Privilege, Power, and the Pull of Powerlessness

This post appeared first on my blog, www.juliediamond.net

In an ABC news interview on June 9th, 2014, Hillary Clinton said her family left the White House in 2001 “dead broke.” With that comment, she set off a firestorm of criticism and national dialogue on privilege and wealth. For me it has less to do with Hillary as a possible presidential candidate, but a lot to do with privilege and power. It seems that no matter how great our privilege, no matter how high our status, or how lucky we may be, feelings of pain and hardship can easily trump any feeling of privilege.

Hillary and Bill left the White House, perhaps not exactly broke, but broken — exhausted, humiliated in the public eye, their marriage under assault after years of accusations, civil suits and a lengthy impeachment process for Bill’s sexual misconduct. That would be hardship for any spouse, but having to endure it all in the public eye, I can easily imagine how emotionally broke and exhausted she must have felt.

Hillary’s no different from any of us. Do you remember the last time you suffered something painful? If you’re like most people, that shouldn’t be hard. Something probably immediately comes to mind. The hardest part might be choosing the one memory out of many that come to mind. But what about the last you time hurt someone else? Were unfair to someone else? Caused another pain? That just may be harder.

Roy Baumeister, Professor of Psychology at Florida State University co-wrote a little article in 2001 called Bad is Stronger than Good that explains why:

Bad emotions, bad parents, and bad feedback have more impact than good ones, and bad information is processed more thoroughly than good. The self is more motivated to avoid bad self-definitions than to pursue good ones.

Think about it for a moment. How long do you obsess over an insult? When you get feedback, do you anticipate positive feedback as much as you dread negative feedback? And when you receive an evaluation for your work, how much do you weigh the negative feedback, in contrast to the positive feedback? If someone you love hurts your feelings, does the memory of that linger as long as the last time they said “I love you” did?

When it comes to dialogue around social justice, getting people to “own” their privilege proves to be quite difficult. Debates rage over this, but what’s missing is this psychological truth: it’s easier to feel low rank than it is to feel high rank. And it’s not just defensiveness, unconsciousness, or bias. When comparing suffering to privilege, suffering has greater emotional valence.

When it comes to leadership and power, this accounts for one of the most common and difficult traps of power (which I’ve written about before): feeling powerless. No matter how high one’s rank, leaders at every level are quick to admit to a lack of power:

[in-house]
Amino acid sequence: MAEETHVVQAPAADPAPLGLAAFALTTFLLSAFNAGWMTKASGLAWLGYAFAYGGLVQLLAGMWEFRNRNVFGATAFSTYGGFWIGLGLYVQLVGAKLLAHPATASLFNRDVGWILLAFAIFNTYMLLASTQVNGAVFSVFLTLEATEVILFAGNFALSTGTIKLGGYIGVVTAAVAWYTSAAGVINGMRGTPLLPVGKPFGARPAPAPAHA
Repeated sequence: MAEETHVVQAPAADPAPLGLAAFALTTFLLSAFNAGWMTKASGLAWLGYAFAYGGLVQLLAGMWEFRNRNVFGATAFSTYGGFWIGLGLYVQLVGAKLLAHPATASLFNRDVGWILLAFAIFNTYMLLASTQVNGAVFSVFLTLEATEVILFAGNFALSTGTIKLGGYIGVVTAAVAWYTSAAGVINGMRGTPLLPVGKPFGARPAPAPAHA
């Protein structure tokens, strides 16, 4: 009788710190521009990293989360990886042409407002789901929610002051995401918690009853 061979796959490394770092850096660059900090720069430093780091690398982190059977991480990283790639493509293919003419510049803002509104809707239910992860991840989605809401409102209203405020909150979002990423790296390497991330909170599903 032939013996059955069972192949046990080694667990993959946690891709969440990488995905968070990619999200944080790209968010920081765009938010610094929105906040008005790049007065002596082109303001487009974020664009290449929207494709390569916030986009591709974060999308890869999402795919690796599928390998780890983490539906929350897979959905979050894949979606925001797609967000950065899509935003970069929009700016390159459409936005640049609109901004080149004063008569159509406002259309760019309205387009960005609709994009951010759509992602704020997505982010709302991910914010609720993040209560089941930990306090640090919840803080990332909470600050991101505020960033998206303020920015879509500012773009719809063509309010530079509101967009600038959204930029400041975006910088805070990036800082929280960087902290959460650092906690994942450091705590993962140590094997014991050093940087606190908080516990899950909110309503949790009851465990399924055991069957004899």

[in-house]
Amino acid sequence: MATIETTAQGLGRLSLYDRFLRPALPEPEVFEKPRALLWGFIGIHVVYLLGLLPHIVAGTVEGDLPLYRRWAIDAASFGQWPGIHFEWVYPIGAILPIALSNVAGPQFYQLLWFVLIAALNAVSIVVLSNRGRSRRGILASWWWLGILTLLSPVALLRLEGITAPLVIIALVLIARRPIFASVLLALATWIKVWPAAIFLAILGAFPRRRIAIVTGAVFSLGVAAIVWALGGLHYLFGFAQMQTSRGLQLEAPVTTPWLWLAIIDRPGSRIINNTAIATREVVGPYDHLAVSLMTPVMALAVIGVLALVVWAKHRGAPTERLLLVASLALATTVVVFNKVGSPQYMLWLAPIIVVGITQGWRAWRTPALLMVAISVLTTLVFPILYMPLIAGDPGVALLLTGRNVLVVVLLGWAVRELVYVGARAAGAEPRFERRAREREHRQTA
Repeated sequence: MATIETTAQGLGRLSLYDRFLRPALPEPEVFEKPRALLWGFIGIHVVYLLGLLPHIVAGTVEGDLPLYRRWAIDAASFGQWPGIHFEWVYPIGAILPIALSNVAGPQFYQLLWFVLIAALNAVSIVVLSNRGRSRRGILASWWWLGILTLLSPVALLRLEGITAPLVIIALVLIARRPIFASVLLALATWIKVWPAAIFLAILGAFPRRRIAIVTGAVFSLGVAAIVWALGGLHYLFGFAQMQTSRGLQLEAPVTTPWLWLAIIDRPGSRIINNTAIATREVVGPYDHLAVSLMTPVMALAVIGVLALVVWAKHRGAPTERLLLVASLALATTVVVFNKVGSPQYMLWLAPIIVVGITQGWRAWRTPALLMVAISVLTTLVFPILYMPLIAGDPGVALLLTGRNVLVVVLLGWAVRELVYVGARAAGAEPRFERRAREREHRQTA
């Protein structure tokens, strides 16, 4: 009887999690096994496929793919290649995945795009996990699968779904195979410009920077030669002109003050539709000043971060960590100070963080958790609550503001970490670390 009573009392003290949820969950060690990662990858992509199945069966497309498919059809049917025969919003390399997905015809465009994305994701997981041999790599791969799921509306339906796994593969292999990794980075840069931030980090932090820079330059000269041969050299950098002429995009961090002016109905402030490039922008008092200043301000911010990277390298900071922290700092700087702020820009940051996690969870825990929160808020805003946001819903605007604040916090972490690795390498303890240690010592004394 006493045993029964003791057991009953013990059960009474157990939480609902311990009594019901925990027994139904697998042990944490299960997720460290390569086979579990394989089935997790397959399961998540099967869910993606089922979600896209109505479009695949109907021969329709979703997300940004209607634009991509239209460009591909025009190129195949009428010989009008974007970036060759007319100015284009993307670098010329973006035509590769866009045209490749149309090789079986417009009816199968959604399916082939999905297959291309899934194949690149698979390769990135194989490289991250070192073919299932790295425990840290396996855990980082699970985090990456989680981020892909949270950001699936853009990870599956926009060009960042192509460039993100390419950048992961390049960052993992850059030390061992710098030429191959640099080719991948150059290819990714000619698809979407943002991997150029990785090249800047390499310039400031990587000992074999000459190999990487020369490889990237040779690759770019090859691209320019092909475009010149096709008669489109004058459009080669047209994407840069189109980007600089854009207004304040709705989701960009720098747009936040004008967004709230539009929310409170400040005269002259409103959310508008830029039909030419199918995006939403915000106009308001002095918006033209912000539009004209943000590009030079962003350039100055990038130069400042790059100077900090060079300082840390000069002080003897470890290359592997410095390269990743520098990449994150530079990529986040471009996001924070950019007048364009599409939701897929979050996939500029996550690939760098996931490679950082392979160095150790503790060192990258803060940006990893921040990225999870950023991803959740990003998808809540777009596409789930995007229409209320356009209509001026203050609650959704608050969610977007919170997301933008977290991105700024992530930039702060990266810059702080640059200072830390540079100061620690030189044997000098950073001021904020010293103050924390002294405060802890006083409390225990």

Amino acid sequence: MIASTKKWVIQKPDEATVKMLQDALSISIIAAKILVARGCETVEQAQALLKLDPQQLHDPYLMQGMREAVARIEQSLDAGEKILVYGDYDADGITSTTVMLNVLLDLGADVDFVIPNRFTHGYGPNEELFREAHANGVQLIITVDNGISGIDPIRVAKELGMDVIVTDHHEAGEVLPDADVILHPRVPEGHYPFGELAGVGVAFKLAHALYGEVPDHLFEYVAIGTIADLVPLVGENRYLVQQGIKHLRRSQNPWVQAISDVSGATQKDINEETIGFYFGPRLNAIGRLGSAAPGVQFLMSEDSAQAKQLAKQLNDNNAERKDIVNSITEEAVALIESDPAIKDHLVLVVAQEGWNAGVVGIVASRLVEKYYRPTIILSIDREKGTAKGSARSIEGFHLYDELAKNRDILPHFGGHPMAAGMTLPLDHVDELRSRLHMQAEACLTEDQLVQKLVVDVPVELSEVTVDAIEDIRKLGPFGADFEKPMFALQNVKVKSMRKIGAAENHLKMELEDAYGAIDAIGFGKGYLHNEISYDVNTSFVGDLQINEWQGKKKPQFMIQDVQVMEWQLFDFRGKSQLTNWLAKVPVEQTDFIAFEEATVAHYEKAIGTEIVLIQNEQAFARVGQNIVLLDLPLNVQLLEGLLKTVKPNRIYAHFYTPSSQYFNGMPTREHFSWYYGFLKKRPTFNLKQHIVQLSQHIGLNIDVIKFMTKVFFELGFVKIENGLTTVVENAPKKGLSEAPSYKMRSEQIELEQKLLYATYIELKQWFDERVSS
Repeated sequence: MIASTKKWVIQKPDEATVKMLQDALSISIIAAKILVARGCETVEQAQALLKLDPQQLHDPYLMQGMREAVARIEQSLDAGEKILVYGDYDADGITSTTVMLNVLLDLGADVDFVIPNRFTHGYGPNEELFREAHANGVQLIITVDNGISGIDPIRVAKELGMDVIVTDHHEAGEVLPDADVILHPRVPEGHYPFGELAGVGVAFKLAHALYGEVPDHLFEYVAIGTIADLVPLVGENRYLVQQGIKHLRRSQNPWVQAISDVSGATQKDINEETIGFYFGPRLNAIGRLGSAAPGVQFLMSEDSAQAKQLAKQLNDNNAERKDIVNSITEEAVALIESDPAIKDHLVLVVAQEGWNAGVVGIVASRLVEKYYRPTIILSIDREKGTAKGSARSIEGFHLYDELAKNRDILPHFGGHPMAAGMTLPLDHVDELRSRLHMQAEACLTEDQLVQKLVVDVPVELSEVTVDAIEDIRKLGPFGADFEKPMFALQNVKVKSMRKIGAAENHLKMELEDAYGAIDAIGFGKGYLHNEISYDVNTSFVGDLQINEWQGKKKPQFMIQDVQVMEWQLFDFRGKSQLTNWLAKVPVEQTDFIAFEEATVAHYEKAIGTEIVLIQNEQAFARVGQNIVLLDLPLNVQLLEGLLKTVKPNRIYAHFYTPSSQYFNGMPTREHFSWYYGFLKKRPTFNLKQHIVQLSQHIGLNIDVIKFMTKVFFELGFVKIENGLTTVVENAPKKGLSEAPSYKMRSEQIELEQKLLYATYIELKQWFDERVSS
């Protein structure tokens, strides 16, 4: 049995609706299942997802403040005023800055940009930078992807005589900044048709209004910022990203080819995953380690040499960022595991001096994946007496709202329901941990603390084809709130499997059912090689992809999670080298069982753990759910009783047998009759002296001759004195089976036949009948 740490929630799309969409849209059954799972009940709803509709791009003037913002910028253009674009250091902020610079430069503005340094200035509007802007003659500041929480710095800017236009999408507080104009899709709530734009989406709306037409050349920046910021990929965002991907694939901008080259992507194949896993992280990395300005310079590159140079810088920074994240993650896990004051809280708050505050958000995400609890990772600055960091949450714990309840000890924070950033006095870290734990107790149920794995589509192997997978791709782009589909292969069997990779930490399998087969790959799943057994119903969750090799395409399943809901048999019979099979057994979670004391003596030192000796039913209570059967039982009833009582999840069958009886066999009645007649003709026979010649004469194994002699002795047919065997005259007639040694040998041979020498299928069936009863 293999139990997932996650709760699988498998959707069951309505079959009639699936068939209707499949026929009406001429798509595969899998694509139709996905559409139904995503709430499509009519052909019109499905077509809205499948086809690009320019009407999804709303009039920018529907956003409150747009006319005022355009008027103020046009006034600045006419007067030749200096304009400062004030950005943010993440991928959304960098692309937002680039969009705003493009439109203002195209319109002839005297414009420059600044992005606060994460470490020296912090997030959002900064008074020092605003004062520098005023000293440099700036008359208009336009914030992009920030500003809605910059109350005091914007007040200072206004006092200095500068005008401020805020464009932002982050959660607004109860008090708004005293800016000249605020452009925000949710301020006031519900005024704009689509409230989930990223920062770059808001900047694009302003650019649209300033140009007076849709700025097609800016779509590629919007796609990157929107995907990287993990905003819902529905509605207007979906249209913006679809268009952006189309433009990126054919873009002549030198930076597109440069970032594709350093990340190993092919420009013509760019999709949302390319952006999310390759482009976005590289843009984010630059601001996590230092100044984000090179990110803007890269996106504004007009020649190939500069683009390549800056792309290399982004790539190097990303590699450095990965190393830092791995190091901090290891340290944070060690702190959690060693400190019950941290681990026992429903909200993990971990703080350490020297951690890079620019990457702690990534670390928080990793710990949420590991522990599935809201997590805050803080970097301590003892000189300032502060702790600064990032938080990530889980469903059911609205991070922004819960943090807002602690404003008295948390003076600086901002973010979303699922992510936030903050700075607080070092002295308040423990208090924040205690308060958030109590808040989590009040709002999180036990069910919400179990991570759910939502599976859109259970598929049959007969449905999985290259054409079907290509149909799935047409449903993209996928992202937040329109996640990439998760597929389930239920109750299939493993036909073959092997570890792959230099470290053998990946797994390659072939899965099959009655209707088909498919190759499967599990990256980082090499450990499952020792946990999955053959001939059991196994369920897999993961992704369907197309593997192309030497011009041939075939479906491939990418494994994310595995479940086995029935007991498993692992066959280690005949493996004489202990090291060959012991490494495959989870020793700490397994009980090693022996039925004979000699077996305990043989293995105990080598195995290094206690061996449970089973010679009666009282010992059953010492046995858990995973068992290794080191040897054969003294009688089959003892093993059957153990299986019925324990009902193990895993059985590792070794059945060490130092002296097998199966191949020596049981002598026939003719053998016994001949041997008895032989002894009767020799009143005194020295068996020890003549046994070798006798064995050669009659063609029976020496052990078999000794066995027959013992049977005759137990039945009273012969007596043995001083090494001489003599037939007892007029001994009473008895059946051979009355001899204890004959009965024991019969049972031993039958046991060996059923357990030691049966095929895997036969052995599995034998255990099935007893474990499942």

• CEOs feel thwarted by boards, unions, or regulatory agencies.
  • Teachers feel threatened by a smart aleck student.
  • Doctors rush through informing patients of bad news because they’re afraid of emotional responses.
  • Bosses avoid intervening in a staff dispute, paralyzed by fear of conflict.

It’s much, much easier to experience oneself as the victim of someone else’s abuse of power than to see our own. In his piece in The Atlantic, “How I became an unfair teacher,” Ben Orlin writes:

A moment the teacher barely remembers might stick with the student for years. This was a frightening realization for me. Classroom lessons may slip quickly through students’ fingers, but the classroom experience lingers in memory. Each teacher offers students a different model of authority and justice. We set our own standards of fairness and sometimes fail to honor them. A teacher swings a heavy club, and we can leave big, purple bruises if we’re not careful.

Everything we do, in a high ranking role, is experienced by others through the magnifying glass of our power. That is a responsibility to hold with awareness. But compounding that is the psychological asymmetry between how we feel and how our actions are received. Inside that high ranking role, under the robes of our rank, we can feel small, hurt, insecure and threatened. If something happens to trigger a wound or constellate the feeling of low rank, whether actual, imagined, or historical, these feelings are so strong that we revert right back to that low rank identity, forgetting our high rank role, and acting only from our low rank state.

What to do? Well, what not to do is to rely on your feelings as an accurate barometer to gauge what’s happening. If we occupy a high ranking role, it’s important that we get to know the low ranking experiences that still haunt us, and be mindful of where, when, and how they might intervene. But along with that, and equally, if not more importantly, we need to consider how we come across from the other’s perspective. We need a sort of “hyper-empathy” that allows us to see ourselves and our actions from the other’s perspective. If normal empathy is the ability to see the world through the others’ eyes, hyper-empathy is to see ourselves through the eyes of others. If we do that, we might just see how large we loom, despite how small we feel.

Marshall Goldsmith calls my latest book, Power: A User’s Guide, “enormously helpful both to those in positions of power and those who wish to be.” Learn more and read an excerpt here.

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